October 12, 2006


Fragile Things: Short Fictions and Wonders. By Neil Gaiman. William Morrow. $26.95.

Coraline. By Neil Gaiman. Illustrations by Dave McKean. HarperCollins. $15.99.

The Day I Swapped My Dad for Two Goldfish. By Neil Gaiman. Pictures by Dave McKean. HarperTrophy. $7.99.

     Neil Gaiman is a continuing astonishment.  Not fully satisfied with producing super-successful novels, such as Anansi Boys and American Gods, he persists in creating marvelous short stories and poems as well.  Fragile Things is his latest gift to readers – and the particular astonishment here is how much strength Gaiman finds within the notion of fragility.  He tells readers so: “The peculiarity of most things we think of as fragile is how very strong they are.”  But more importantly, this amazing tale spinner shows readers the strength that underlies delicacy.

     True, this is not a new concept.  Ask any scientist familiar with eggs, and he or she will point out that these containers of life are really amazingly tough in their own way.  Or listen to Gilbert and Sullivan’s The Mikado, which gives the lie to the notion of the easily breakable human heart: “Hearts do not break – they sting and ache.”  Yet Gaiman demonstrates again and again, in works from the emotional to the sarcastic to the science-fictional to the indescribable, that apparent fragility is by no means the same as actual fragility.

     Sometimes the protection of what is fragile comes at a cost, as in “How Do You Think It Feels?” – in which a gargoyle is created to protect a man’s heart rather than a cathedral, and does so somewhat too successfully.  Sometimes the heart’s fragility is merely the flip side of its durability, as in the very strange “Harlequin Valentine,” where reality and commedia dell’arte intersect through a peculiar form of cannibalism.  Cannibalism in the flesh appears in this book, too, in “Feeders and Eaters,” which originated as one of Gaiman’s nightmares and shows how thoroughly the author’s own fears can be transmissible to readers.  Gaiman has other nightmares in Fragile Things, too: “Other People” is a snake-eating-its-tail story of Hell, in the Fredric Brown mode; “The Facts in the Case of the Departure of Miss Finch” is both a horror story and a highly unusual abduction tale, if “abduction” is the right word; “The Problem of Susan” is a sensitive but still horrific reconsideration of a significant flaw in C.S. Lewis’ Narnia books; and “Keepsakes and Treasures” is violent and deeply disturbing on multiple levels.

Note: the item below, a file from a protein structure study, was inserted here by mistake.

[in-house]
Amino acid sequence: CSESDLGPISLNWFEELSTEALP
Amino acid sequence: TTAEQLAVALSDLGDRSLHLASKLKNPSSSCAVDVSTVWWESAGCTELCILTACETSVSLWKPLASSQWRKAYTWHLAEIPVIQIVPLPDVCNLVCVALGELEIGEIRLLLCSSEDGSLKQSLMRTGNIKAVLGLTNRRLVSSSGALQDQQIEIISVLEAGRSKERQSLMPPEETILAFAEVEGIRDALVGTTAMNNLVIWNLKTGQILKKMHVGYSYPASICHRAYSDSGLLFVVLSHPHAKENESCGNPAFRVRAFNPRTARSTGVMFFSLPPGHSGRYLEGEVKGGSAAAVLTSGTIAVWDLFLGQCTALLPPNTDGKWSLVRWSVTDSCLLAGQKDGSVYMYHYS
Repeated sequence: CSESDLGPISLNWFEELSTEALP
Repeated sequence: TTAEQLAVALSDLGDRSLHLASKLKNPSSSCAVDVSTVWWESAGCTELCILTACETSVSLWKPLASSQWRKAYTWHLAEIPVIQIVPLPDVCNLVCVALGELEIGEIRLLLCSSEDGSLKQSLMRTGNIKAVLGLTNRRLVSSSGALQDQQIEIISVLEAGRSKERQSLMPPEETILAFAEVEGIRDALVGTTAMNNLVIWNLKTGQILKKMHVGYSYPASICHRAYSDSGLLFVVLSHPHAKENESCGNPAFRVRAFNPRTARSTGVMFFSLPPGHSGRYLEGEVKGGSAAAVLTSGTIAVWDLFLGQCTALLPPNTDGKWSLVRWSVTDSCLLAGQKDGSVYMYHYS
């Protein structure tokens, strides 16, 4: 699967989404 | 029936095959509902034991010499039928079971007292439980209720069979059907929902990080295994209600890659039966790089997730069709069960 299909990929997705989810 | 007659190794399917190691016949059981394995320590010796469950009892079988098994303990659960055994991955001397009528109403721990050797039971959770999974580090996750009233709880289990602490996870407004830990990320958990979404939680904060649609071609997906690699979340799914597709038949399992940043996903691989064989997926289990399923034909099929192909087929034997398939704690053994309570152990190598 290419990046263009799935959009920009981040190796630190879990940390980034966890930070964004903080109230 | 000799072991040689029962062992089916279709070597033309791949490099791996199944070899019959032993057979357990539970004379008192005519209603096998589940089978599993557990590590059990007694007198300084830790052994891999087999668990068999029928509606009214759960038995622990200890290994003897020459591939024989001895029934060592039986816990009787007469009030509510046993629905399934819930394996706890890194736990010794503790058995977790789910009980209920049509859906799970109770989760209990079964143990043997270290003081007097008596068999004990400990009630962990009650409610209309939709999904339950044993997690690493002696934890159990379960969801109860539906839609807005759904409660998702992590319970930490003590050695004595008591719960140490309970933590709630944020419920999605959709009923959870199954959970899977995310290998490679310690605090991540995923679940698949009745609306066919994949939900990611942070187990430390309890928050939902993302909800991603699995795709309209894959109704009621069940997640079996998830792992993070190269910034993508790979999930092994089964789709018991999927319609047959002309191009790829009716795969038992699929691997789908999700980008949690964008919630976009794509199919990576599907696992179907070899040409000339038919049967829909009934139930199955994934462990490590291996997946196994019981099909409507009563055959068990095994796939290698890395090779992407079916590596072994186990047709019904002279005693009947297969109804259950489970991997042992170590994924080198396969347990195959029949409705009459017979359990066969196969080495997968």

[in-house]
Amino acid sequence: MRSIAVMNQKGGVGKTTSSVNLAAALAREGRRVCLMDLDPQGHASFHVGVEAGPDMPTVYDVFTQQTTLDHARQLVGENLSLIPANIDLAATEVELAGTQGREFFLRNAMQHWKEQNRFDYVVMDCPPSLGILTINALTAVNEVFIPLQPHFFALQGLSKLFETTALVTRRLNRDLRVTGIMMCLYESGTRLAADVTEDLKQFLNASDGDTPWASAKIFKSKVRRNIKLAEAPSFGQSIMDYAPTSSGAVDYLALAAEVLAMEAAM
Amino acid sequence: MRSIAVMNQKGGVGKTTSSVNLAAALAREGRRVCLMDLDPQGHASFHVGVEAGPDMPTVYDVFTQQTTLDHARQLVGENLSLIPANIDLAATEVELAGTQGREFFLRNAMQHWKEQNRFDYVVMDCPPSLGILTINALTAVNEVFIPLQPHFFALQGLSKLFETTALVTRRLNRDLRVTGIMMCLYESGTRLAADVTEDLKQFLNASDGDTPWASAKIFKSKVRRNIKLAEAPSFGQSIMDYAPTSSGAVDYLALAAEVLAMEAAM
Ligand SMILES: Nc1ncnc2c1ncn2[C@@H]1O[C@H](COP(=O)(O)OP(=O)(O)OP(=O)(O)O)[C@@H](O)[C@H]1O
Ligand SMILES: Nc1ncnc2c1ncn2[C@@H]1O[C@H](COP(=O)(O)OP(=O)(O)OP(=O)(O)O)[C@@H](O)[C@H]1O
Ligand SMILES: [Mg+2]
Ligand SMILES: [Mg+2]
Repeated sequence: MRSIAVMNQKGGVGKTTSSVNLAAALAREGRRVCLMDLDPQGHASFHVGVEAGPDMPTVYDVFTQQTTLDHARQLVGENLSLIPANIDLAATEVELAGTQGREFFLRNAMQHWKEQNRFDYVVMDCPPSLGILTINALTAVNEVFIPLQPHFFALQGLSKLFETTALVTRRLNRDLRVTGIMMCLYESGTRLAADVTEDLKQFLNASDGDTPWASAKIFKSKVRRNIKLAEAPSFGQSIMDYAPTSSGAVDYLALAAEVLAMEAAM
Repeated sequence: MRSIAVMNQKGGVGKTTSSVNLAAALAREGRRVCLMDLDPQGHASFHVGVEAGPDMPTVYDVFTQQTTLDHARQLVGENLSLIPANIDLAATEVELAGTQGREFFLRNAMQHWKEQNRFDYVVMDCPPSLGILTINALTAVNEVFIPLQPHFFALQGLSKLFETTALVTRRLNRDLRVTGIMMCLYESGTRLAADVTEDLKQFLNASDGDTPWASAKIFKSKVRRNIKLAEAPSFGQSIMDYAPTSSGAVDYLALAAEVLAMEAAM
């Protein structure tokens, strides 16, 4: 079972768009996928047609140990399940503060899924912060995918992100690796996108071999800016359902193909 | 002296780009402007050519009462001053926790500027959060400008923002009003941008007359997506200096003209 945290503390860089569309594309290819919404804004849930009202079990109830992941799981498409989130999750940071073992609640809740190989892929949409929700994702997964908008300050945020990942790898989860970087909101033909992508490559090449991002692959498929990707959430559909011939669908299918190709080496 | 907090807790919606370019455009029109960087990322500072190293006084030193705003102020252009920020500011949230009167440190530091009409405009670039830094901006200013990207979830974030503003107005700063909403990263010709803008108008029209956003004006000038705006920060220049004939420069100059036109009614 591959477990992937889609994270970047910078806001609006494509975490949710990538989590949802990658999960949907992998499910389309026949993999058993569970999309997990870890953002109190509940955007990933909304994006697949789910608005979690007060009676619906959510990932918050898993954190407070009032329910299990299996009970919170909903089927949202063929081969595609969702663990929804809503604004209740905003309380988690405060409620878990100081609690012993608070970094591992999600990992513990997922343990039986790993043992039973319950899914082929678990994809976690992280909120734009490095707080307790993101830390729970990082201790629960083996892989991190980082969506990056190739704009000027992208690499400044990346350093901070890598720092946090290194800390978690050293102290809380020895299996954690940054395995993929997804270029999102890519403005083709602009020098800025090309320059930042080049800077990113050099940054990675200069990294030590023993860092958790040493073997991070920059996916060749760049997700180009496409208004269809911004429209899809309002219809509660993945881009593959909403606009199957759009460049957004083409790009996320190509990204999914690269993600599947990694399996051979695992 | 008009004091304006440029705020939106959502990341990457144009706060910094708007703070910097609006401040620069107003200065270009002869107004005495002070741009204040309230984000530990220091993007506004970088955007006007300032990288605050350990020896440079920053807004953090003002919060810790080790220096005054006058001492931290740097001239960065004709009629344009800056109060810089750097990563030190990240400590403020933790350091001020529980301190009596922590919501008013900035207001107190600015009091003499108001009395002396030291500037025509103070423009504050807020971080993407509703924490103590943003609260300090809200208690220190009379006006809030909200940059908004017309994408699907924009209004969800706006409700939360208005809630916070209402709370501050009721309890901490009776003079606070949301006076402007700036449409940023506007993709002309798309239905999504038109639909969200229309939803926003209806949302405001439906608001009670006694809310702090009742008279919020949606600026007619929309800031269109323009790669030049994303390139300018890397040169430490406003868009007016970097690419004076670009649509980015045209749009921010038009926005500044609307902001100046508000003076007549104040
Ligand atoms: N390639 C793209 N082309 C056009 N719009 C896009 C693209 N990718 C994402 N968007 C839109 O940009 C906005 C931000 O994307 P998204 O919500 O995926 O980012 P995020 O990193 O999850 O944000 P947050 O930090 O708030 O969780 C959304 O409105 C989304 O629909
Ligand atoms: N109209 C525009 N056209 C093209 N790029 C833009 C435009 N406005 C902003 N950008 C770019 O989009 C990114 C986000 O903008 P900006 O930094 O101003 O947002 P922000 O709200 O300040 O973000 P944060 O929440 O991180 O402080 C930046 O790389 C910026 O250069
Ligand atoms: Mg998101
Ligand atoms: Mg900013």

Gaiman is a fluid stylist with the rare talent of creating empathy for his characters even in a very short tale.  He also has a seriously skewed imagination that can unite the most unlikely themes: “A Study in Emerald,” the lead story in Fragile Things, would be a masterpiece of its kind if it were possible to figure out what its kind is.  It is no less than a joining of the ultra-rational world of the Sherlock Holmes stories with the tales of gibbering, utterly irrational fear from beyond the stars created by H.P. Lovecraft.